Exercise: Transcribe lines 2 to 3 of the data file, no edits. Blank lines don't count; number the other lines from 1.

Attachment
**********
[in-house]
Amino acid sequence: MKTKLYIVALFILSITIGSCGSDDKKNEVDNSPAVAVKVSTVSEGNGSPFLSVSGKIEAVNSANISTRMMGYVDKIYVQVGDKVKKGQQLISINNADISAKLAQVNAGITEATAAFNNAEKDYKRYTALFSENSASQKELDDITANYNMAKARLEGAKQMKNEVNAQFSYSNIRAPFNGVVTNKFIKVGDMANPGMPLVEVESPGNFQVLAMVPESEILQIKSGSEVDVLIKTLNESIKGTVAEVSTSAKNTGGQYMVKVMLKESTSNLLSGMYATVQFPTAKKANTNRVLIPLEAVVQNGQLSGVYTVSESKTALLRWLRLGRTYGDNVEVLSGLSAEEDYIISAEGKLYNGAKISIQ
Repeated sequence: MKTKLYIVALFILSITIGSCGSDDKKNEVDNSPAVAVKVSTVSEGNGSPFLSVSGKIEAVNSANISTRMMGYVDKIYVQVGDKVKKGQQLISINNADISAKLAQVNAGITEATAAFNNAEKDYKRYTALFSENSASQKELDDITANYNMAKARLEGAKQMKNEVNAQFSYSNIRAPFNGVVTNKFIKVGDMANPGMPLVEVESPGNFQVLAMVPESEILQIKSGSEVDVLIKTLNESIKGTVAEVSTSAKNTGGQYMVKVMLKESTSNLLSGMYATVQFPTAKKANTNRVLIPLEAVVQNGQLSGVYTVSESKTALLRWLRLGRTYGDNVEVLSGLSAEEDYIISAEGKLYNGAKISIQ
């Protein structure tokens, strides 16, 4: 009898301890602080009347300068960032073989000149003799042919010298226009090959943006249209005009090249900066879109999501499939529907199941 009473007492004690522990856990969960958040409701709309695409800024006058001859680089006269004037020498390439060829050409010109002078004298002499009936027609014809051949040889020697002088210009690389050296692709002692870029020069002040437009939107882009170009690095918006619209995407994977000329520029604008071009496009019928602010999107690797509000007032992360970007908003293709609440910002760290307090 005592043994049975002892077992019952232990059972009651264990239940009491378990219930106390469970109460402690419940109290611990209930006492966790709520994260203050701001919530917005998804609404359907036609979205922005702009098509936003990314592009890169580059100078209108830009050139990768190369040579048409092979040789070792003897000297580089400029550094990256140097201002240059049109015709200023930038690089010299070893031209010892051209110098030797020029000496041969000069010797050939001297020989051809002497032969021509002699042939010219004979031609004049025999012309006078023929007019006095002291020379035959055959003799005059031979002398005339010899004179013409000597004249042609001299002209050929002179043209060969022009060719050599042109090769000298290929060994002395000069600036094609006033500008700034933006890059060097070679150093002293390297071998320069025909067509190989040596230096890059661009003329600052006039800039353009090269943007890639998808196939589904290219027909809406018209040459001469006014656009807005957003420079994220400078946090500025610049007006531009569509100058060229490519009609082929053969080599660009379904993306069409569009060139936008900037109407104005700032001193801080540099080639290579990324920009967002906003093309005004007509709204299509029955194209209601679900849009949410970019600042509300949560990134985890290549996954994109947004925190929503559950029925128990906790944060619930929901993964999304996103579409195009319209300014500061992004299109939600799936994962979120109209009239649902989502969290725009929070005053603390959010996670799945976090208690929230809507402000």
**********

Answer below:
Amino acid sequence: MKTKLYIVALFILSITIGSCGSDDKKNEVDNSPAVAVKVSTVSEGNGSPFLSVSGKIEAVNSANISTRMMGYVDKIYVQVGDKVKKGQQLISINNADISAKLAQVNAGITEATAAFNNAEKDYKRYTALFSENSASQKELDDITANYNMAKARLEGAKQMKNEVNAQFSYSNIRAPFNGVVTNKFIKVGDMANPGMPLVEVESPGNFQVLAMVPESEILQIKSGSEVDVLIKTLNESIKGTVAEVSTSAKNTGGQYMVKVMLKESTSNLLSGMYATVQFPTAKKANTNRVLIPLEAVVQNGQLSGVYTVSESKTALLRWLRLGRTYGDNVEVLSGLSAEEDYIISAEGKLYNGAKISIQ
Repeated sequence: MKTKLYIVALFILSITIGSCGSDDKKNEVDNSPAVAVKVSTVSEGNGSPFLSVSGKIEAVNSANISTRMMGYVDKIYVQVGDKVKKGQQLISINNADISAKLAQVNAGITEATAAFNNAEKDYKRYTALFSENSASQKELDDITANYNMAKARLEGAKQMKNEVNAQFSYSNIRAPFNGVVTNKFIKVGDMANPGMPLVEVESPGNFQVLAMVPESEILQIKSGSEVDVLIKTLNESIKGTVAEVSTSAKNTGGQYMVKVMLKESTSNLLSGMYATVQFPTAKKANTNRVLIPLEAVVQNGQLSGVYTVSESKTALLRWLRLGRTYGDNVEVLSGLSAEEDYIISAEGKLYNGAKISIQ